International tourist arrivals will be down by 20-30 percent in 2020 when compared with 2019 figures, the World Tourism Organisation (WTO) of the United Nations said recently.

In an updated assessment of the likely impact of the Covid19 on international tourism, the UN agency for tourism said that the expected fall of this percentage could translate into a decline in international tourism receipts of between $300-450 billion, almost one-third of the $1.5 trillion generated in 2019. Taking into account past market trends, this would mean that between five and seven years` worth of growth will be

lost to Covid-19.

Putting this into context, UNWTO notes that in 2019, on the back of the global economic crisis, international tourist arrivals declined by 4pc, while the SARS outbreak led to a decline of just 0.4pc in 2003.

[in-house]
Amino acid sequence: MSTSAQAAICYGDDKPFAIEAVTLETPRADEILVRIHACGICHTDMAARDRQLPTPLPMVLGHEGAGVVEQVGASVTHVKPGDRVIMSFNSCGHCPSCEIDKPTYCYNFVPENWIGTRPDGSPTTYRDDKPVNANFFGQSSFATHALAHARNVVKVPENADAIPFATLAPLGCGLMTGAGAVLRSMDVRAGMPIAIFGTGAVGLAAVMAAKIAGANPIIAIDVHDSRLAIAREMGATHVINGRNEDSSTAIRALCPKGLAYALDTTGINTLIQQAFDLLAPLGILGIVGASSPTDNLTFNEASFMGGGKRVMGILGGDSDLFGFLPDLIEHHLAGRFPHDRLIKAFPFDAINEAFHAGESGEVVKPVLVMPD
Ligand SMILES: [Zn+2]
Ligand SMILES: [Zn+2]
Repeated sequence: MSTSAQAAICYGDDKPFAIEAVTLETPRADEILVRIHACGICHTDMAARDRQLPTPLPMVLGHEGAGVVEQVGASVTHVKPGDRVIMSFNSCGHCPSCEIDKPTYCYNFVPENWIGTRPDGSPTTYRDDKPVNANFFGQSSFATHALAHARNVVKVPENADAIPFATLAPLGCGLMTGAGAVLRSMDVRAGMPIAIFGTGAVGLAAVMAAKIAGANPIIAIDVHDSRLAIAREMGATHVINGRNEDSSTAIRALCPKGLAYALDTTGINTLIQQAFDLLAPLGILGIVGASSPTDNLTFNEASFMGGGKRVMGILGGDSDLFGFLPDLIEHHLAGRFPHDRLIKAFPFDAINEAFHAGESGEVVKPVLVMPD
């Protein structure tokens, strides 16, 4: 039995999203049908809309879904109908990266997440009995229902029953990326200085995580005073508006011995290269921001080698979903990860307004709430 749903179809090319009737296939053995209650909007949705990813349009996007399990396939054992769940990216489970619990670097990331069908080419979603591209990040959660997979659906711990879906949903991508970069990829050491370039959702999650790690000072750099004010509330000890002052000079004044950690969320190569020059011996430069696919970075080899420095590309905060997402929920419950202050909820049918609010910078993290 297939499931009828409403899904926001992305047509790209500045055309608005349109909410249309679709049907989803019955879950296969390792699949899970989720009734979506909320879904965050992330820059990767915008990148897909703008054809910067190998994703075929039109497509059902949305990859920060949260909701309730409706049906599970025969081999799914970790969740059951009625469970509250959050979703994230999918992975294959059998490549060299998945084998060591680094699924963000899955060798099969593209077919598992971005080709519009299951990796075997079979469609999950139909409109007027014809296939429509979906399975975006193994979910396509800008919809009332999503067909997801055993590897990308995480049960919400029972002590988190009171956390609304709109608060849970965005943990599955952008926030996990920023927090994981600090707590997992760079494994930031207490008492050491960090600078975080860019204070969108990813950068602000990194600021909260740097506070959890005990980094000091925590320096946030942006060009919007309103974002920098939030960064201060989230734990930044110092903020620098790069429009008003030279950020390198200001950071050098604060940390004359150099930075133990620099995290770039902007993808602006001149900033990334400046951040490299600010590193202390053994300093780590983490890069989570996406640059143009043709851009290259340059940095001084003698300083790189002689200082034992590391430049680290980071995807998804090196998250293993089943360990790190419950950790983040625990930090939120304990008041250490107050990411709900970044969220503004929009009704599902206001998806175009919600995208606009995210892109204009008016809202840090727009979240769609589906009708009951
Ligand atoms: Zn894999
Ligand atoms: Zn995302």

UNWTO Secretary-General Zurab Pololikashvili said: `Tourism is among the hardest hit of all economic sectors.

However, tourism is also united in helping to address this immense health emergency our first and utmost priority while working together to mitigate the impact of the crisis, particularly on employment, and to support the wider recovery efforts through providing jobs and driving economic welfare worldwide.

Pololikashvili noted that while it is too early to make a full assessment of the likely impact of Covid-19 on tourism, it is clear that millions of jobs within the sector are at risk of being lost. Around 80pc of all tourism businesses are small-and-medium-sized enterprises (SMEs), and the sector has been leading the way in providing employment and other opportunities for women, youth, and rural communities.

Alongside this new assessment, UNWTO underlines tourism`s historic resilience and capacity to create jobs after crisis situations, while also emphasizing the importance of international cooperation and of ensuring the sector is made a central part of recovery efforts.

Tourism is currently one of the most affected sectors and UNWTO has revised its 2020 forecast for international arrivals and receipts, though it emphasizes that such predictions are likely to be further revised.